5. Make sure your ideas find you. Levitin brings up “daydreaming mode” a lot. It’s when your brain wanders from thought to thought and solutions and ideas present themselves, the brain at it’s most creative. Cultivate that mode. Remember what Gilbert/King said about ideas? By sitting at the desk everyday at a certain time, and being in the moment the ideas come. By making sure your brain recognizes that it can switch off (i.e. no distractions) when you sit at your desk and you let your thoughts roam free, then things will come to you. The brains ability to switch is the real magic here.
  6. There is a good argument for the Junk drawer. There is a place for everything, ad if you have less stuff there is good chance that you will be able to keep everything with other things in that category. Or you could buy staplers for every room so you don’t have to look for it /go get it. And things that are not in any other category make up one of their own. Marie Kondo will be horrified, famously so, but there is a time and place for things you do not know where to put. And so they end up in the junk drawer. The trick is to go through it every now and again and make sure that thing leave it. Some things will find a place in a newly arranged category (books that I’ve been given by publishers that I feel I want to read) or you find that it is no longer relevant (books that I’ve bought that I no longer want to read so I can give it away). And don’t have multiple junk drawers please, make a decision.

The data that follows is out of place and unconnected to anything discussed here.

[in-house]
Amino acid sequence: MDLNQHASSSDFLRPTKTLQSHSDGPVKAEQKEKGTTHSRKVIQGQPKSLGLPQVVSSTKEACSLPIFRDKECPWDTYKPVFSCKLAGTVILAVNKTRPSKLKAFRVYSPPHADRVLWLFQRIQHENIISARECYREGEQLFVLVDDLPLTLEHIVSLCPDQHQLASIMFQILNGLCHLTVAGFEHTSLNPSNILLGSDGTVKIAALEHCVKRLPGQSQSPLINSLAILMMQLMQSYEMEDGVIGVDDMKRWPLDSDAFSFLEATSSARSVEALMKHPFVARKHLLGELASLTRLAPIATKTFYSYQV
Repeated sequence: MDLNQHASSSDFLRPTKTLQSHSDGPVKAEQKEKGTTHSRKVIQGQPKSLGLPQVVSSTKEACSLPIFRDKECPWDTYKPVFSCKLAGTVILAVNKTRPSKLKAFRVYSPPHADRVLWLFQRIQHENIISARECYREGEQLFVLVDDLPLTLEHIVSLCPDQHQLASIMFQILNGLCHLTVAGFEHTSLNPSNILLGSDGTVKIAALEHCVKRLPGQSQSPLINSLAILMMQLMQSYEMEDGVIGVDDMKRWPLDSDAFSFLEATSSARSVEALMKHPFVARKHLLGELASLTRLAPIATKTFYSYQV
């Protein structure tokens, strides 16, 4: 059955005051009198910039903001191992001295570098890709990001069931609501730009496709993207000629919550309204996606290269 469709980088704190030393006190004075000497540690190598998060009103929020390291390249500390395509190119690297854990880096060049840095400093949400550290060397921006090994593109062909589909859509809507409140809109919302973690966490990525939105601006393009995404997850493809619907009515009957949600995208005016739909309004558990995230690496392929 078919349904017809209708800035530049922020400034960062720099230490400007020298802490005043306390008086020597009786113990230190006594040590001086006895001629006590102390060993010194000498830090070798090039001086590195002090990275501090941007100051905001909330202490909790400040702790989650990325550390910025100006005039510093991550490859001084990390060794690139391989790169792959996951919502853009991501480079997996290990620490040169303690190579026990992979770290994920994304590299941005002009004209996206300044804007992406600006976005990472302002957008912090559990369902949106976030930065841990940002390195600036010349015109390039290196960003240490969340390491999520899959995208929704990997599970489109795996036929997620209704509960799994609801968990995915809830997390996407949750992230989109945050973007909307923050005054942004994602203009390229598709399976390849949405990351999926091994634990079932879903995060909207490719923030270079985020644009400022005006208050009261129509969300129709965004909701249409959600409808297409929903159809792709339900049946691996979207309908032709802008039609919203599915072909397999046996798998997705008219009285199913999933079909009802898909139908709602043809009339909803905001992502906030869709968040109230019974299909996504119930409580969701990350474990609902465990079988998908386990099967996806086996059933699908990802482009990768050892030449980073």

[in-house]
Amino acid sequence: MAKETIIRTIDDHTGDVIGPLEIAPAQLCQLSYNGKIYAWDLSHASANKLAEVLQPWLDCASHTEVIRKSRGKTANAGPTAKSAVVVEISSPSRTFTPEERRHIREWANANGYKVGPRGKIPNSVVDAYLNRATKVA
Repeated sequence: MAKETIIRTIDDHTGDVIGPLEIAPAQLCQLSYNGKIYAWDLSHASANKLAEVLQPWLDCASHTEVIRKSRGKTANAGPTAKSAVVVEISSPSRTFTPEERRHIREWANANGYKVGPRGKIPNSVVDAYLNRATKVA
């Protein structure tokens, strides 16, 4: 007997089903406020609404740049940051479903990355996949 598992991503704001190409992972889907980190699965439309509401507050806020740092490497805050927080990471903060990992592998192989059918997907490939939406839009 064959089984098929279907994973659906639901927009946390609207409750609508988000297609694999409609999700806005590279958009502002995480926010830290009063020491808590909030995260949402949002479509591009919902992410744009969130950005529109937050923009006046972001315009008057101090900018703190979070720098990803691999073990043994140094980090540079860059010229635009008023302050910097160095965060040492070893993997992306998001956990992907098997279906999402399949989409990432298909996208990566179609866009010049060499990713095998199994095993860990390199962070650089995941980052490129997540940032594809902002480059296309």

7. Routines save a lot of time. I know this and have known it for a long time. I almost put my keys in the same place (and the only time I lose them is when I don’t). I have a sign on my door that ask “Do you have phone?Keys?Wallet?. I have no idea when books need to be returned to the library BUT I have signed up for the service where they send an email a few days before. I do not have to think about these things. I spend a lot of time looking for the cat for obvious reason but rarely waste time or incur fees for lost keys or unpaid bills. I know this to be true and will continue to live by it. It allows me to read without a nagging voice in my head telling me I should be doing other things becasue those things are already done. Being organized is essentially about doing the things that need to be done so that you can spend time doing what you want to do.